I am learning about the ANTLR v4, which is a parser generator based on so-called Adaptive LL(*) algorithm. It claims to be a big improvement over LL(*) algorithm. But I also heard about some algorithm like LR.

So, out of curiosity to get a big picture:

  • How many contemporary algorithms are there to build a parser?
  • And what's the advantage/limitation of ANTLR's Adaptive LL(*) algorithm?

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    Entire books have been written on this subject, I'm afraid this question is much too broad for SO. – Lucas Trzesniewski Jan 2 '17 at 13:53
  • Could u recommend some book on this topic? Thanks. – smwikipedia Jan 2 '17 at 13:54
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    IMHO, the topic of creating various grammars and lexers/parsers is of more academic than practical interest. Most of the work done and time spent in a compiler is in the "optimizer". – Alexey Frunze Jan 2 '17 at 14:14
  • The ANTLR reference doesn't go into the guts of the algorithm as far as I remember, but I'm pretty sure Terrence Parr must have published a paper on ALL(*). As for the classical LL, LR, LALR and so on look for the "dragon book" (a note of caution: it's very mathematical/academic in nature). – Lucas Trzesniewski Jan 2 '17 at 14:14
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    The question is practically meaningless. Anybody can write their own parser generator or indeed invent their own (probably incorrect) parsing algorithm. There is no way to enumerate these and absolutely no point in doing so. – user207421 Jan 2 '17 at 14:40

How many contemporary algorithms are there to build a parser?

To start with one can look at the list of the common parser generators.
See: Comparison of parser generators and look under the heading Parsing algorithm.

Backtracking Bottom-up  
Backtracking LALR(1)  
Backtracking LALR(k)  
LL(1), Backtracking, Shunting yard
LL(k) + syntactic and semantic predicates  
LL, Backtracking  
Recursive descent  
Recursive descent, Backtracking  
PEG parser interpreter, Packrat  
Packrat (modified)  
Packrat + Cut + Left Recursion  
Packrat (modified), mutating interpreter  
2-phase scannerless top-down backtracking + runtime support  
Packrat (modified to support left-recursion and resolve grammar ambiguity)  
Parsing Machine  
Recursive descent + Pratt  
Packrat (modified, partial memoization)  
Hybrid recursive descent / operator precedence  
Scannerless GLR  
runtime-extensible GLR  
Scannerless, two phase  
Earley/combinators, infinitary CFGs  
Scannerless GLR  
delta chain  

Besides parser generators, there are also other algorithms/means to parse. In particular Prolog has DCG and most people who have written their first parser from scratch without formal training typically start with recursive descent. Also Chart parser and Left corner parser.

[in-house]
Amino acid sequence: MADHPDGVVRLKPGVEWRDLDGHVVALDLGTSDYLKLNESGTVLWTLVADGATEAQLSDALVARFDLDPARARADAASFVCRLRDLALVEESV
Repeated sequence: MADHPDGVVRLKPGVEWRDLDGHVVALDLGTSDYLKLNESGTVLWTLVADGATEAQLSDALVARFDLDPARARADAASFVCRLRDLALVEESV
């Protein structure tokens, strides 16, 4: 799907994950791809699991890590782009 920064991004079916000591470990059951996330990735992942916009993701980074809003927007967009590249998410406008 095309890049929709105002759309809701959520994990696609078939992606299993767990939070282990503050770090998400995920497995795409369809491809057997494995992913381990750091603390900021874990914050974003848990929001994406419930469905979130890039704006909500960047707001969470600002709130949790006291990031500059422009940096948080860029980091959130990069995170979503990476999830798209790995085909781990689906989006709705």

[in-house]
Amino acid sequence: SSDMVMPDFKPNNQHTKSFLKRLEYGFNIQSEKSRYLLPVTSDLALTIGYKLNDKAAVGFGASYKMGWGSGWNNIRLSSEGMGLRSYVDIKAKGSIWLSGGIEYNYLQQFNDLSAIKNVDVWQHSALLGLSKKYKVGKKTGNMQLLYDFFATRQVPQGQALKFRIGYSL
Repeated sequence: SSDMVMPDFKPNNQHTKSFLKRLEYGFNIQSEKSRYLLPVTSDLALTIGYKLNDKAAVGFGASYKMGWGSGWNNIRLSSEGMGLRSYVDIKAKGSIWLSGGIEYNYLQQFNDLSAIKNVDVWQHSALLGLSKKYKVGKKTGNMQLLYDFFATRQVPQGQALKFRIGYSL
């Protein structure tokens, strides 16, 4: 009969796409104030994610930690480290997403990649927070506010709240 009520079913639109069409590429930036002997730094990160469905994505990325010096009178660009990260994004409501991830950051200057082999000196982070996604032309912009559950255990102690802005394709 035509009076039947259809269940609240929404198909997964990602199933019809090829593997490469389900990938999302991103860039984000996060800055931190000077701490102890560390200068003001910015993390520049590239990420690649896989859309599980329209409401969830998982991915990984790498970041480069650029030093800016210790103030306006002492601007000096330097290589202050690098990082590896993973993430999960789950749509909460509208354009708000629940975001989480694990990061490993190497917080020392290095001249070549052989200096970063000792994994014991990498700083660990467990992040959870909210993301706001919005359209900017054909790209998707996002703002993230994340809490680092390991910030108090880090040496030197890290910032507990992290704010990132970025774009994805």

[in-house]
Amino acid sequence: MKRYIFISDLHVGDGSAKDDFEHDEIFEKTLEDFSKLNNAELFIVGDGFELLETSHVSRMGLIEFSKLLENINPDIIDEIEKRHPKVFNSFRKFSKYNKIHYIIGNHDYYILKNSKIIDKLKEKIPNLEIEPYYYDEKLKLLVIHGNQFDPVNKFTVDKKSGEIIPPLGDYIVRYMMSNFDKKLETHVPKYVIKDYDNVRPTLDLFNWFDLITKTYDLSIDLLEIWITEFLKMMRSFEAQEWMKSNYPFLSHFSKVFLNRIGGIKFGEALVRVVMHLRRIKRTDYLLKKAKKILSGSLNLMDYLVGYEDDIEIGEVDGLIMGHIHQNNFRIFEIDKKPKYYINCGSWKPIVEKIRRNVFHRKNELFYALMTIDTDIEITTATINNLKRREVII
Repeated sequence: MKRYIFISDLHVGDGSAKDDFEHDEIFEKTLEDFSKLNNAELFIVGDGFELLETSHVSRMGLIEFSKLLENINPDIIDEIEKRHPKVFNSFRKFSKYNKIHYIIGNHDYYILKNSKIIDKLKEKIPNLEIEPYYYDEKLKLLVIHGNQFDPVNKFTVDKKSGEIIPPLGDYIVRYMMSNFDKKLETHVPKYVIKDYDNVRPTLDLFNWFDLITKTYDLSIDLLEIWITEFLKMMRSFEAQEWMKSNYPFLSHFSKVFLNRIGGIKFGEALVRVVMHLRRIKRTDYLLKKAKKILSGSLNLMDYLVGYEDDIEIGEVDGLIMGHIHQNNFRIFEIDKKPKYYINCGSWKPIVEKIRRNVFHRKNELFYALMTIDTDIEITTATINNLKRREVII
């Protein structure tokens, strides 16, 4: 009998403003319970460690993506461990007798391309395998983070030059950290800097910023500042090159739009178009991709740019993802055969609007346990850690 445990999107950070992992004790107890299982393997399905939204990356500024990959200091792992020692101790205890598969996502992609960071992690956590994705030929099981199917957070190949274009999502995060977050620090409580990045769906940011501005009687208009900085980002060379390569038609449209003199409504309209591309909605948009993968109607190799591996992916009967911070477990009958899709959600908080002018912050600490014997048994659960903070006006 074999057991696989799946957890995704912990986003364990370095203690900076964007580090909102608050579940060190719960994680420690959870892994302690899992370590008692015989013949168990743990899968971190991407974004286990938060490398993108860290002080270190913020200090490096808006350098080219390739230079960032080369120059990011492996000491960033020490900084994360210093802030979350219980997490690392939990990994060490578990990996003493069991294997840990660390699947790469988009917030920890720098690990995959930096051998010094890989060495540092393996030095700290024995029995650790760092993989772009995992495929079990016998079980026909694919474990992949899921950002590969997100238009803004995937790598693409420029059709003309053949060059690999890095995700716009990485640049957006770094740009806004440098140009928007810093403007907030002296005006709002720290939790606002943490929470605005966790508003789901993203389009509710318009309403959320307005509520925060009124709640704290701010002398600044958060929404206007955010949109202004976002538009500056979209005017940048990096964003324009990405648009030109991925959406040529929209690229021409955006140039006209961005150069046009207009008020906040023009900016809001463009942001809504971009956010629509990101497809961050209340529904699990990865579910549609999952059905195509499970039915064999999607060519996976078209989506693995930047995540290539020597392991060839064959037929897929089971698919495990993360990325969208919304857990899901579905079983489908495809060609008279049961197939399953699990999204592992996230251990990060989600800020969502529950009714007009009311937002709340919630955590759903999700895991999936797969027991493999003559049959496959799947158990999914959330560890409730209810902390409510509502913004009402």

In writing parsers the first question that I always ask myself is how can I make a grammar for the language at the highest type in the Chomsky hierarchy. Here lowest is Type-0 and highest is Type-3.

Almost 90% of the time it is a Type-2 grammar (context-free grammars), then for the easer task it is a Type-3 grammar (regular grammars). I have experimented with Type-1 grammars (context-sensitive grammars) and even Type-0 grammars (unrestricted grammars).

And what's the advantage/limitation of ANTLR's Adaptive LL(*) algorithm?

See the paper written by Terrence Parr the creator of Adaptive LL(*): Adaptive LL(*) Parsing: The Power of Dynamic Analysis

In practical terms Adaptive LL(*) lets you get from a grammar to a working parser faster because you do not have to understand as much parsing theory because Adaptive LL(*) is, shall I say, nimble enough to side step the mines you unknowingly place in the grammar. The price for this is that some of the mines you unknowingly place in the grammar can lead to inefficiencies in the runtime of the parser.

For most practical programming language purposes Adaptive LL(*) is enough. IIRC Adaptive LL(*) can NOT do Type-0 grammars (unrestricted grammars) which Prolog DCG can, but as I said, most people and most common programming task only need either type 2 or type 3.

Also most parser generators are for type 2, but that does not mean they can't do type 1 or possibly type 0. I cannot be more specific as I do not have practical experience with all of them.

Anytime you use a parsing tool or library there is a learning curve to learning how to use it and what it can and can not do.

If you are new to lexing/parsing and really want to understand it more then take a course and/or read Compilers: Principles, Techniques, and Tools (2nd Edition)

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    Yes, but what you really want is a parser generator engine that covers the broadest range of lanuages with the least amount of fuss. As a practical matter, GLR does extremely well on this front (arbitrary context-free grammars) and is available in a number of tools. GLL is equally good but pretty hard to find. Earley is OK but not very efficient, at least its relatively easy to code. Everything else has trouble with real grammars; you are only choosing between which parsing pit you fall into, and how much work it takes to climb out the pit for your particular grammar. Including ANTLR. – Ira Baxter Jan 3 '17 at 0:31
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    I like the way @IraBaxter says it, you are only choosing between which parsing pit you fall into, and how much work it takes to climb out the pit for your particular grammar. Including ANTLR. – Guy Coder Jan 3 '17 at 17:53

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